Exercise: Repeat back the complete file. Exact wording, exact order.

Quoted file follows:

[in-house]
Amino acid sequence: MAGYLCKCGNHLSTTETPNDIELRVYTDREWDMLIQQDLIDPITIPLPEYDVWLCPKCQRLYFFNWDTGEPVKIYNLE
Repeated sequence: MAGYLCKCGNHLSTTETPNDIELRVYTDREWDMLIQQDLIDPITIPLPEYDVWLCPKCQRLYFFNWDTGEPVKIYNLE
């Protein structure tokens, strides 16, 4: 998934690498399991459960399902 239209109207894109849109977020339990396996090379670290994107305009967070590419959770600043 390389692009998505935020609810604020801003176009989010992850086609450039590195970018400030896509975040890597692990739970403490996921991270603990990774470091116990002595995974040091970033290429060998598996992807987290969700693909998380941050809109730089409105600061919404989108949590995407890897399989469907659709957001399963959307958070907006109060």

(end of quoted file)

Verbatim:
[in-house]
Amino acid sequence: MAGYLCKCGNHLSTTETPNDIELRVYTDREWDMLIQQDLIDPITIPLPEYDVWLCPKCQRLYFFNWDTGEPVKIYNLE
Repeated sequence: MAGYLCKCGNHLSTTETPNDIELRVYTDREWDMLIQQDLIDPITIPLPEYDVWLCPKCQRLYFFNWDTGEPVKIYNLE
């Protein structure tokens, strides 16, 4: 998934690498399991459960399902 239209109207894109849109977020339990396996090379670290994107305009967070590419959770600043 390389692009998505935020609810604020801003176009989010992850086609450039590195970018400030896509975040890597692990739970403490996921991270603990990774470091116990002595995974040091970033290429060998598996992807987290969700693909998380941050809109730089409105600061919404989108949590995407890897399989469907659709957001399963959307958070907006109060």